I’ve been getting a lot of friends and family reaching out over the last few days, so I figured I better update the world on our frozen embryo transfer (FET) and that process…..
This won’t have the same layout as “First IVF Cycle” since it’s been such a different experience, or I’m numb to it all, either way. I will say that this is starting off MUCH easier than the retrieval and fresh transfer we did in June. The schedule is less intense, very few appointments, and *SO FAR* the injections aren’t as bad either. We currently have 2 freezies (so far they remain unnamed, Petri was just such a perfect nickname) from our first cycle and we are planning on transferring both of them for our best chance at pregnancy.
Started daily injection of Lupron, this is done in the belly, like the meds taken during our fresh IVF cycle. These ones are not painful at all, it’s a much smaller amount and I’m not mixing any of it. It’s just a small bottle I draw from every morning, super easy and uneventful.
Blood work and calendaring appointment at the clinic. Pretty straight forward morning, blood draw and medication schedule. Adding the oral and vaginal Estrace on Friday and stop the birth control. Continue the injections and come back on the 16th for an ultrasound to check the lining of my uterus. Easy peasy. We are tentatively scheduled for our transfer on August 24th.
Start Estrace and it’s stupid. It’s extra stupid because I know I’ll have to do another insert in addition to this one AND progesterone in oil shots as well – which I’ve heard hurt like CRAZY. Ugh, I really shouldn’t complain because this is so far pretty painless, at least in comparison to last time. Not, however, compared to someone who can make a baby via sex. Y’all got it too easy.
Update just for fun. No new news or anything. Keeping on the schedule and my daily dose of oral, vaginal, and injectable medications. Yay….the fun is never ending. Tomorrow will be 3 weeks since I started the shots and I’m still a week and half or so away from our tentative transfer day. Whew, the lack of appointments has been nice, but the routine of this is taking it’s toll. I don’t want this to be a routine, that’s the problem! It’s so nonchalant, everyday type of business. That’s not cool at all. I kind of whined about my shot because it stung a bit (poor site selection on my part) and G walked on by through the bedroom door and just said “Way to be a trooper today!” At least he hasn’t let this become too regular for us and still acknowledging the effort going into this whole process.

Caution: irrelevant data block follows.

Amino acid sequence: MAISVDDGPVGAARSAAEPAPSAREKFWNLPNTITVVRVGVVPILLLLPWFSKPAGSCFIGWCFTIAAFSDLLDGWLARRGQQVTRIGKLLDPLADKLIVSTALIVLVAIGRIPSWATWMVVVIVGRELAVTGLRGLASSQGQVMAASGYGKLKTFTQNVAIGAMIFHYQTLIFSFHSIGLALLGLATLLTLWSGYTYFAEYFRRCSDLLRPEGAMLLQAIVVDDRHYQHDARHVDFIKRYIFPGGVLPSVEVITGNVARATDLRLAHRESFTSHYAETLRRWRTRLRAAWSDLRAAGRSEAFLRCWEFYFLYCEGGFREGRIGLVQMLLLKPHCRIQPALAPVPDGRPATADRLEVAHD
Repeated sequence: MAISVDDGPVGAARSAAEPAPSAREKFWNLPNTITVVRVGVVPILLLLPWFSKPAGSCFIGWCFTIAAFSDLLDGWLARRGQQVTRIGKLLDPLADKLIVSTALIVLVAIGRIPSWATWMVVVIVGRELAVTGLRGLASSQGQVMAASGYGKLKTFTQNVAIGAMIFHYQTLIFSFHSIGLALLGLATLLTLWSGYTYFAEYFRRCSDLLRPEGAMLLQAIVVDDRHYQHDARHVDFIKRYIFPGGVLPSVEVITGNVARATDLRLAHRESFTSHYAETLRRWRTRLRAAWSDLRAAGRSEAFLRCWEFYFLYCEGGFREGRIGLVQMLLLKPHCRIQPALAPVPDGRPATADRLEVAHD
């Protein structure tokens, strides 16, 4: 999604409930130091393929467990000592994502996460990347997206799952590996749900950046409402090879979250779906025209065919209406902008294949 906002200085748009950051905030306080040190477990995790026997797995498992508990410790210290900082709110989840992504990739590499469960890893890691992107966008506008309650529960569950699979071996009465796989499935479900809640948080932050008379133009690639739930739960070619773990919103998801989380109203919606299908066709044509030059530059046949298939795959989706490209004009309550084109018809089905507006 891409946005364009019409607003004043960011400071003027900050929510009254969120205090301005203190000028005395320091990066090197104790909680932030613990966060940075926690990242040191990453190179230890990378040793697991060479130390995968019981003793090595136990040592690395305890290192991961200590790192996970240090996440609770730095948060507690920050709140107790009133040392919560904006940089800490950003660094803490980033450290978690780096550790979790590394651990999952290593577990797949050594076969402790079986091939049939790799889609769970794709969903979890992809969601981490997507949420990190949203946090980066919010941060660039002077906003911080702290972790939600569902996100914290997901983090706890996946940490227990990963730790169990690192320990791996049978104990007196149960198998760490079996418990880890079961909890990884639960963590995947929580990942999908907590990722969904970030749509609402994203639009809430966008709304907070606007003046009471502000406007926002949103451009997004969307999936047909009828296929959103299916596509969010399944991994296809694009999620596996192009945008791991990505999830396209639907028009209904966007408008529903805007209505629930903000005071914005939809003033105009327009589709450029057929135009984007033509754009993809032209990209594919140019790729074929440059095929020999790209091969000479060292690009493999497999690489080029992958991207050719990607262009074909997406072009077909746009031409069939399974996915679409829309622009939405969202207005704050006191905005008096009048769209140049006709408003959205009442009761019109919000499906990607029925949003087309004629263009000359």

A very comfortable and enjoyable ultrasound this morning to check the lining of my uterus. Sounds adorable, right? I love my 6:30am appointment time, but unfortunately that was not available and I settled for the 6:45am slot. I arrived 15 minutes early, because of course I did, that’s what adults do. My very cheery patient coordinator/receptionist tells me it’ll be a bit because there’s someone before me. I wasn’t expecting to go right back there, no big deal, I’m fine waiting until it’s my turn. At 6:37am a woman walks in for her ultrasound. Scheduled at 6:30am. Uh, you’re late, lady. She does not apologize from what I could hear, and then goes to use the restroom before going back for her appointment that is now 10 minutes overdue. This was not the way I wanted my morning to start, waiting on someone who thinks their time is more valuable than everyone else in the room. It’s true that I might have been a little more on edge than normal; an appointment before my work day, extra early rising, traffic, thinking about what follows this ultrasound and our next steps. Still though, that’s rude. Be respectful, and behave like a decent adult. If you’re not early, you’re late. Rant over.
Moving onto the results of ultrasound, everything looks great! Lining is measuring better than expected and we are all set to transfer our two little freezies, embabies, Petri 2 and Petri 3, or whatever we’re calling them – Wednesday, August 24th. New medication schedule will start on the 19th, including the one we’ve all been waiting for: Progesterone in Oil. The nurse drew a circle on both my butt cheeks today so G knows where to inject these bad boys. HA! I’m going to have to laugh, if I don’t, I’ll cry. Definitely going to cry. He’ll probably cry too. G is really, really, really not looking forward to these, he keeps saying that he doesn’t want to cause me pain. I don’t see it as a big deal since I’m used to these daily injections, but it’s super sweet that he’s reluctant to shove a giant needle full of thick hormone oil in my booty muscle. That sounds like real love doesn’t it, folks?! Eh, we’ll both get over it or get used to it I suppose. More to come once that little adventure starts later this week…….
August 19th-August 23rd
Tonight is the night we start the big ol’ PIO shots. G an I prepared by watching YouTube videos on how to draw up the oil and administer the injections. We had a lot of shocked faces, squeals (mostly from me), and a probably a little more anxiety than when we started. The injections are to be done in the evening, so we decided just before bed would be best so I don’t have to get up again after it’s over.